App to find last-minute workers sprung from sisters' own F&B manpower woes

Need to find work at the eleventh hour? Local tech company MyWork Global has an app for just that. It was launched in August 2016; and with 15,000 downloads within its first five months of operation, the firm is fast gaining traction.

The SME Magazine speaks to sister duo Rachael and Rebecca Chiu to find out how they intend to reinvent shift work in the age of digital transformation.

Could you tell us about MyWork Global and the work that you do?

Rebecca: MyWork is a platform that connects workers with on-demand jobs. If businesses need to find someone to help them at the last minute, they just need to post the job on the app. Thousands of jobseekers looking for gigs or jobs on the platform will look through and pick up suitable ones. They’ll go to work, finish their job and be done with it. They don’t have to have a continuous relationship with the businesses.

Rachael: Conversely, it’s also for businesses to find on-demand workers. Even for myself, I tend to forget that I’ve a lot of data entry work which I don’t really want to do. So I post on the app and someone comes in for that, which frees up my time for more value-adding work. Nowadays, our response rate is pretty good. Within an hour, I usually get responses. Within a day, I can get up to 10-15.

Rebecca: I do the strategy and business planning. After we come up with a strategy, Rachael implements it. We split the company into users, which are job seekers and businesses. So I’ll handle users and marketing, and Rachael handles sales for the business side.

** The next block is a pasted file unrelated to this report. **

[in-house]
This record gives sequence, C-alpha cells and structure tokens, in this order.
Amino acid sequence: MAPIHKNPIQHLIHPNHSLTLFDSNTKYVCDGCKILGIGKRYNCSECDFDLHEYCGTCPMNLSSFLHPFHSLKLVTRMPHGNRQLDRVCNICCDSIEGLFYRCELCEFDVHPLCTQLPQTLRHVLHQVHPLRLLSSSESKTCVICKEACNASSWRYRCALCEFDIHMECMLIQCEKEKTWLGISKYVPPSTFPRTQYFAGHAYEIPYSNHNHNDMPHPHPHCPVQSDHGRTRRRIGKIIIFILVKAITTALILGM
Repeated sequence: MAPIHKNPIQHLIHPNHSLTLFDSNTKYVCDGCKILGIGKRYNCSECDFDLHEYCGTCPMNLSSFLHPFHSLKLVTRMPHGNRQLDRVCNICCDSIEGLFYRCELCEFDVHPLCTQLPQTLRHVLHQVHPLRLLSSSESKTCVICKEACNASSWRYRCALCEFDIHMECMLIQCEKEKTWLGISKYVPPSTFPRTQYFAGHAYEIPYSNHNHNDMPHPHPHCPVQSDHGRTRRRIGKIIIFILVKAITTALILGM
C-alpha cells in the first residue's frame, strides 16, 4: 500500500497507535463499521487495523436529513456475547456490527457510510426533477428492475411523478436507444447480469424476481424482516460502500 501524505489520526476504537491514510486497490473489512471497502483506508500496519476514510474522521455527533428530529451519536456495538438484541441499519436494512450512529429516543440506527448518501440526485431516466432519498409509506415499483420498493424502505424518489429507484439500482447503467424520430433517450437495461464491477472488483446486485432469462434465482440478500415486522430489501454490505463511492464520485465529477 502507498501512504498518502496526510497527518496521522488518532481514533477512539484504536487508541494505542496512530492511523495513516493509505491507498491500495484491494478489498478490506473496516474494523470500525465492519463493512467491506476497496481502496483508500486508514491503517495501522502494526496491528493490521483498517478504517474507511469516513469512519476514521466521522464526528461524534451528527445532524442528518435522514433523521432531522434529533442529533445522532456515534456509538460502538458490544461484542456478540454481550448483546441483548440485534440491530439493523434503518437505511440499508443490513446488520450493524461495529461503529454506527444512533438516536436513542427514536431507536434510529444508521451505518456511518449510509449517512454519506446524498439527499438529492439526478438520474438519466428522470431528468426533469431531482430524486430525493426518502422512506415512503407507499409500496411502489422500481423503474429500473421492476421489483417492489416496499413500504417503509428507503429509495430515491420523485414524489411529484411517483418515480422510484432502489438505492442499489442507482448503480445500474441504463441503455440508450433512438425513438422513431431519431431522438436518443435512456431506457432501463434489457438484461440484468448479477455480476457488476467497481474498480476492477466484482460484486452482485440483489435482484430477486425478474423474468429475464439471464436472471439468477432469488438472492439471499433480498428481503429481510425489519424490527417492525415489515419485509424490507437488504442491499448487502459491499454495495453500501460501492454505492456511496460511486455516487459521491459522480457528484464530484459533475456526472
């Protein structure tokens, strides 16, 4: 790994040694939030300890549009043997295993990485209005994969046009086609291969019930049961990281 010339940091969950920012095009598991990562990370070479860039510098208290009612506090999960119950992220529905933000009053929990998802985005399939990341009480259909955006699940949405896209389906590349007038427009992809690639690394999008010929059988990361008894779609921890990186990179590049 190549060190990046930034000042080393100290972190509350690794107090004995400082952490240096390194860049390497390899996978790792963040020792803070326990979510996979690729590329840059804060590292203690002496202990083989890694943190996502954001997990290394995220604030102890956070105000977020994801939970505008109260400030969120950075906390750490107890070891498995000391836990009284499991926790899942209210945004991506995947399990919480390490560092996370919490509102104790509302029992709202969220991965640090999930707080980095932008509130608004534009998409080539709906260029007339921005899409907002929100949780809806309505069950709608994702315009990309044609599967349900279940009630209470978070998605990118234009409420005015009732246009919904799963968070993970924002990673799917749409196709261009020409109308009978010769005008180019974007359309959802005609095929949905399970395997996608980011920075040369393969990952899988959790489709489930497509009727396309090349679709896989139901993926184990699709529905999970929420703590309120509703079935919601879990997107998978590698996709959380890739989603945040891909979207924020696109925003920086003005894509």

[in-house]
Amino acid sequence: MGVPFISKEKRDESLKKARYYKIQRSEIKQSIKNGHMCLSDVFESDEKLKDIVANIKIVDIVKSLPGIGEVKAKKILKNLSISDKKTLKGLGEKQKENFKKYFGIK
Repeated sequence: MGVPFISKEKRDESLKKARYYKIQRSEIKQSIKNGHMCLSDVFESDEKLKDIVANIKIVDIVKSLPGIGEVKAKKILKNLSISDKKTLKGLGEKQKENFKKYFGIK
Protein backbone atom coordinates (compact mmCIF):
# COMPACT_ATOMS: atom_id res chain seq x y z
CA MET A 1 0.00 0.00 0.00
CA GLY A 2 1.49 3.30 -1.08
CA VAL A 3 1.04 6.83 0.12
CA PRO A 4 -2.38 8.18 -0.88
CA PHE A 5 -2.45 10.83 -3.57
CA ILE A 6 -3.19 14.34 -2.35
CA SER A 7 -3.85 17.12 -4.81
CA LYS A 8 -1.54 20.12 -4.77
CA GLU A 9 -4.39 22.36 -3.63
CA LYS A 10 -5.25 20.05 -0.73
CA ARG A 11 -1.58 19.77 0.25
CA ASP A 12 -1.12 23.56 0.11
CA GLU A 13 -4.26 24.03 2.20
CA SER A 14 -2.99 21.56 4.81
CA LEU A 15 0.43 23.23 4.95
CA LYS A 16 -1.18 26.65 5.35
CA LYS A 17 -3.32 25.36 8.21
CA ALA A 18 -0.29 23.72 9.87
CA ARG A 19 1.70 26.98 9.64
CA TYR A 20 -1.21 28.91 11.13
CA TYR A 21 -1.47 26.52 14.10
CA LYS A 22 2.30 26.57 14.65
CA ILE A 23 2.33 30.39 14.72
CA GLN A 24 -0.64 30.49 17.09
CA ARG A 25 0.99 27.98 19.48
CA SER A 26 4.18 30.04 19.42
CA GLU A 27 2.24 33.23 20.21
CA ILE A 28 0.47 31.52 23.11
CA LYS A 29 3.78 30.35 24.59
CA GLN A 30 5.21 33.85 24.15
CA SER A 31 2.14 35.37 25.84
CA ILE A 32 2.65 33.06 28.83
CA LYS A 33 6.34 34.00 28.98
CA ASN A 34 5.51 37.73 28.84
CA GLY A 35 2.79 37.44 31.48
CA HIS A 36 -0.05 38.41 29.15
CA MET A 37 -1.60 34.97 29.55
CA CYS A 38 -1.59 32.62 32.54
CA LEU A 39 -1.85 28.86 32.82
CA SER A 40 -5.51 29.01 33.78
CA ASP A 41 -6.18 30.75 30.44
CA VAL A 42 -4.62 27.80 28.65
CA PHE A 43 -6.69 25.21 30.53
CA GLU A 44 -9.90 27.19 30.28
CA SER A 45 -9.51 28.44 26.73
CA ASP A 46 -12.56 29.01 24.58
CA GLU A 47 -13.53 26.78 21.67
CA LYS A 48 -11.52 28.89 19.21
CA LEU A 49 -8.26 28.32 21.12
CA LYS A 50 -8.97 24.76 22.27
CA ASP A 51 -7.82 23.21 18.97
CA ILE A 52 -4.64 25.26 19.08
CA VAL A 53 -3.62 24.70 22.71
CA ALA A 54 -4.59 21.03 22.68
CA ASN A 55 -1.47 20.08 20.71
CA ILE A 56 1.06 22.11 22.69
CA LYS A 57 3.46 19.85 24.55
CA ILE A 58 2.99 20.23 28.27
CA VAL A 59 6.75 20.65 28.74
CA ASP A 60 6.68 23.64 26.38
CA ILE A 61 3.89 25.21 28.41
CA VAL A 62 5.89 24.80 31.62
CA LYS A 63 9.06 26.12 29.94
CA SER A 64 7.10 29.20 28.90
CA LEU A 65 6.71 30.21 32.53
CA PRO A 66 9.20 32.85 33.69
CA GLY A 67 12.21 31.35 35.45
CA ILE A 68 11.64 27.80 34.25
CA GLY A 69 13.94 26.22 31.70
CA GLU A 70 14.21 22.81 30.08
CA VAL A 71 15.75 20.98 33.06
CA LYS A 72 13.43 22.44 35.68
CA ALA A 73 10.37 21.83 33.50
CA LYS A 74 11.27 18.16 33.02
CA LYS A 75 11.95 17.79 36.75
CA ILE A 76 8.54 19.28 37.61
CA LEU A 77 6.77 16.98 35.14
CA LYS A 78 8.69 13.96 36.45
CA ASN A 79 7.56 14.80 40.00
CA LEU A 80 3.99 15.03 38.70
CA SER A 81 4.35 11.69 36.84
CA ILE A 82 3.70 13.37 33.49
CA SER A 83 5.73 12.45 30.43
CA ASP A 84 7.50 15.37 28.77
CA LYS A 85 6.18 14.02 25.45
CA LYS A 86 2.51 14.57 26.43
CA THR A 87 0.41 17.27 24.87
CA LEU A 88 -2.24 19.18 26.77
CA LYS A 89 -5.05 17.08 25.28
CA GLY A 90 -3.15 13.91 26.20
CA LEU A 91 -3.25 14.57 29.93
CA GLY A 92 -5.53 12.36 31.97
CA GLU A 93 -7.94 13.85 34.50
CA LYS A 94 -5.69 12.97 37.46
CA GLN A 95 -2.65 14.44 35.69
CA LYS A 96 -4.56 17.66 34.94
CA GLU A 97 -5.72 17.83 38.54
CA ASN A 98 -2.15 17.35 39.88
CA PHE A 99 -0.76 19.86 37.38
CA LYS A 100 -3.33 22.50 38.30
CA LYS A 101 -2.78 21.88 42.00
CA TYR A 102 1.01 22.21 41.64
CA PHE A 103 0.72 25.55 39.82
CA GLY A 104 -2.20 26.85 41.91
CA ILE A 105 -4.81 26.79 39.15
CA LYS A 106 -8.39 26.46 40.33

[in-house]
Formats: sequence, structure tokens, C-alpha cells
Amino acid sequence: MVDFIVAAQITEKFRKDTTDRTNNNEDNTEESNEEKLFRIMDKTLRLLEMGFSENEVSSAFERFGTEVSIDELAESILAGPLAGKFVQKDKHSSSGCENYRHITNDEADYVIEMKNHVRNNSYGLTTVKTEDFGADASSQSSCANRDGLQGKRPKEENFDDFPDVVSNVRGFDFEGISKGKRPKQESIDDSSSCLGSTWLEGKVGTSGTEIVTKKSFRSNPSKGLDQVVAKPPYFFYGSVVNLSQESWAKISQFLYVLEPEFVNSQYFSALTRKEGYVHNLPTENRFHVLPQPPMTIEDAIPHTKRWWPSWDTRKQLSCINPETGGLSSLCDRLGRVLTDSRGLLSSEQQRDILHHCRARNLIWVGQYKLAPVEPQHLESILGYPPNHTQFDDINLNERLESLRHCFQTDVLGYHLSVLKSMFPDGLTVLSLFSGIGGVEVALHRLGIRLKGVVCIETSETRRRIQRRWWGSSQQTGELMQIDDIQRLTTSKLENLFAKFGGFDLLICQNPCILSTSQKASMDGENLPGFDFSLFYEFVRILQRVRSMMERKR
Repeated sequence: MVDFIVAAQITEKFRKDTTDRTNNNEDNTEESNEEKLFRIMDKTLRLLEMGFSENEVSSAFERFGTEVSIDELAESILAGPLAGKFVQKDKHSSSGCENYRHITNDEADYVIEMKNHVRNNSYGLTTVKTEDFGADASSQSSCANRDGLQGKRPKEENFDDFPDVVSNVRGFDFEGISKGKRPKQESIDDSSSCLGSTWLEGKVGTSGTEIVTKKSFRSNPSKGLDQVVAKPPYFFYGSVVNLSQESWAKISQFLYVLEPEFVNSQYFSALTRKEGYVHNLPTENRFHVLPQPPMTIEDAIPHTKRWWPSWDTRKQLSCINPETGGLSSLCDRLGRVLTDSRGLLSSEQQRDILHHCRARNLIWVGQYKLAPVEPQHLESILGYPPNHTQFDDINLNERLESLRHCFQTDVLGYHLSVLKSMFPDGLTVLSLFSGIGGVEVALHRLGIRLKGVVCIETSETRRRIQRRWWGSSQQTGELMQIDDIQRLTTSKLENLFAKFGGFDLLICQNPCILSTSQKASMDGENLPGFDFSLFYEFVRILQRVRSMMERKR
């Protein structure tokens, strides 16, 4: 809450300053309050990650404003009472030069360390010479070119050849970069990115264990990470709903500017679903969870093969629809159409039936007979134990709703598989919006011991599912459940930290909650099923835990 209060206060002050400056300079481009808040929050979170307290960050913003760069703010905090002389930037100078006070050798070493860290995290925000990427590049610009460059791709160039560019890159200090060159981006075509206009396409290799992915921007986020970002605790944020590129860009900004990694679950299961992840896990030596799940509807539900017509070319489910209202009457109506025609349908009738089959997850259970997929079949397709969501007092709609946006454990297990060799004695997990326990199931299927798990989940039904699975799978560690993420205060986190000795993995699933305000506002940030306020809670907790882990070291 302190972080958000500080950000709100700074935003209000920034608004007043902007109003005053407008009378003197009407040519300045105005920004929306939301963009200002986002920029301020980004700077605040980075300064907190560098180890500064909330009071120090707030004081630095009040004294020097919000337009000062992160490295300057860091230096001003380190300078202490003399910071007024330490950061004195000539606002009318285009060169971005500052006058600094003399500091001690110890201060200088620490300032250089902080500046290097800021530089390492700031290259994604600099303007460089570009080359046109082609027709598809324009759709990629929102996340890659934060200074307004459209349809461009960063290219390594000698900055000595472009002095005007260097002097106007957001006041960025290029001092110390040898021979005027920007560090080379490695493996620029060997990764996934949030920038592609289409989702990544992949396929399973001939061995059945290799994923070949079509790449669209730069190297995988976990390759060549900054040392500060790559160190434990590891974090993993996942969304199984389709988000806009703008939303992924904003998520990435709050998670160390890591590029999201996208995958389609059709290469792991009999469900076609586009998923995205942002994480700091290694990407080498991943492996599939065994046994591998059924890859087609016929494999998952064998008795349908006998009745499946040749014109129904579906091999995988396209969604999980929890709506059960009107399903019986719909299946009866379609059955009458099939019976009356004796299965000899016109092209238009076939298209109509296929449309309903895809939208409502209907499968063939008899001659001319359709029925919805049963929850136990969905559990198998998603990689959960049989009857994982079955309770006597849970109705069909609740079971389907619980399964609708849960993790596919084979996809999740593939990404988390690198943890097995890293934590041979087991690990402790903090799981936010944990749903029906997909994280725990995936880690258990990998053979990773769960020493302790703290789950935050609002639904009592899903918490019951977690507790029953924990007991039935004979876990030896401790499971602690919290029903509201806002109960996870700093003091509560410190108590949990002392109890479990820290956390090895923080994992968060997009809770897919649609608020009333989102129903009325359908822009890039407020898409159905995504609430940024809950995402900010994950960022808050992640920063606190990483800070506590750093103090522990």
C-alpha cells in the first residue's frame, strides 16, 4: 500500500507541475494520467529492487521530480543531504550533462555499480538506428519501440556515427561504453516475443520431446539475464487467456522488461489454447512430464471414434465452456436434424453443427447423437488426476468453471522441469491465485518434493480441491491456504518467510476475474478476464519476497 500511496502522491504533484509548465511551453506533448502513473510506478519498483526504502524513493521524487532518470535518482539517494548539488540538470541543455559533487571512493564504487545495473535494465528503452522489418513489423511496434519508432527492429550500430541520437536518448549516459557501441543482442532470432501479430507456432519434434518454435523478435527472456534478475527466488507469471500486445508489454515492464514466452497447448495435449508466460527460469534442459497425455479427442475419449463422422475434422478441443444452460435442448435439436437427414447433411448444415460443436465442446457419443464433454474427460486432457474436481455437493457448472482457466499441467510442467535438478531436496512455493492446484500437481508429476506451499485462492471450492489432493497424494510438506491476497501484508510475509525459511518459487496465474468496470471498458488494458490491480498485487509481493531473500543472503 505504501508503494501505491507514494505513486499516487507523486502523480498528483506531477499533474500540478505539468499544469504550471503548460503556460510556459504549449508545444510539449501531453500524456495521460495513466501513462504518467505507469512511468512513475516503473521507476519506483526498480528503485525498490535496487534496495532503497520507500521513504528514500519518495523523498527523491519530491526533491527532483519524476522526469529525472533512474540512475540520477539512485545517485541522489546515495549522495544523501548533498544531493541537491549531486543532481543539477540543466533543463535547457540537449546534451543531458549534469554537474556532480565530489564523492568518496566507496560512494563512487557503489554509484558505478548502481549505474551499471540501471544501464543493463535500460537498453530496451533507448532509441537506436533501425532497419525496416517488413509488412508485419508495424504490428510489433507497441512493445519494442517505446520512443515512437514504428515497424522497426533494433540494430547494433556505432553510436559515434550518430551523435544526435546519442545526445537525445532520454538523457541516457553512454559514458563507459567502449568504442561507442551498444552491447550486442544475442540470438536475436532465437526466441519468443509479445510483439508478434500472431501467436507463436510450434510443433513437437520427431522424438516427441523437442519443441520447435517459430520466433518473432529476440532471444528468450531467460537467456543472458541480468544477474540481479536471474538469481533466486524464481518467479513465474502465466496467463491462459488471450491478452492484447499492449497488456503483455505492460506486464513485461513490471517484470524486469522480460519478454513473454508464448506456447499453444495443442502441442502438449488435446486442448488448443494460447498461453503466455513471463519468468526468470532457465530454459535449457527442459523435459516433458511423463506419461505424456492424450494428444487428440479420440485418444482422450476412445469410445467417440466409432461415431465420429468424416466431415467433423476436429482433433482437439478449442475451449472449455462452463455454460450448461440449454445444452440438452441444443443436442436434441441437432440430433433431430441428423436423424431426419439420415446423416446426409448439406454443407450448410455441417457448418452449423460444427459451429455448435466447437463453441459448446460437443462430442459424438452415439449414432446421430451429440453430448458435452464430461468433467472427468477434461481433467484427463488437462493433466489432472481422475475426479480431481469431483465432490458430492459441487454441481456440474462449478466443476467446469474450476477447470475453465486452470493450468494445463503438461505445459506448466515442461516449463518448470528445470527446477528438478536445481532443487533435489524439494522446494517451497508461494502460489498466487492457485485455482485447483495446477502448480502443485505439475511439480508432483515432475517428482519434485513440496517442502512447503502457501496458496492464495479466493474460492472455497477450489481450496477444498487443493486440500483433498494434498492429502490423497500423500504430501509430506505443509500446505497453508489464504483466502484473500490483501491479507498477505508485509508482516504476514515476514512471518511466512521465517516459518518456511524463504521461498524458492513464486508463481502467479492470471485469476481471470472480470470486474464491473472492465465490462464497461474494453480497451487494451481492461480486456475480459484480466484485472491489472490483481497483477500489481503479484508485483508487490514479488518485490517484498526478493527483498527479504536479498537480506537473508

Rachael: We’re quite lean. Basically, Rebecca thinks about how the company should move forward. But these require execution and monitoring. The platform is a marketplace, and we need to ensure that there are enough jobs and job seekers. My role is more on monitoring these numbers, and how everyone is working together to achieve the targets agreed upon.

How did MyWork Global get started?

Rebecca: How it started was that Rachael and I run a F&B chain called Soi55 and found it difficult to find workers. When we spoke to others in the industry, we realised that everybody was having a big problem finding staff, and that something needs to be done about it. We realised that if we break down tasks and specialise them, you can easily find extra workers at the last minute.

Rachael: This really helped Soi55 because we used to recruit by relying on group chats. But that group is limited, and I can’t keep bringing in people. So why be dependent on this group of 30 when I can depend on 11,000 – which is the number of users we have on the app right now.

Rebecca: Hiring for what you need also allows businesses to be more agile, because businesses have variable demand cycles. You can’t hire for the times you’re up, and then fire for the times you’re down.

How much was invested into the business?

Rebecca: We managed to raise S$1 million in seed funding from private investors.

What is it like working with each other?

Rebecca: I think it’s challenging. The con is that we get emotional at times because we’re siblings, but we try to remember that with the cons, come more pros.

Rachael: One of the biggest pros is that you always know you can trust the other person.

Rebecca: We can’t really run away from each other.

Rachael: Exactly, where can I go? Home – oh man, she’s there. So talking openly is an advantage. With all the problems we have, we can just lay them out without fearing negative feedback or pressure. The con is that we’re more emotional towards our business, but the good thing is that we put a lot of passion in it.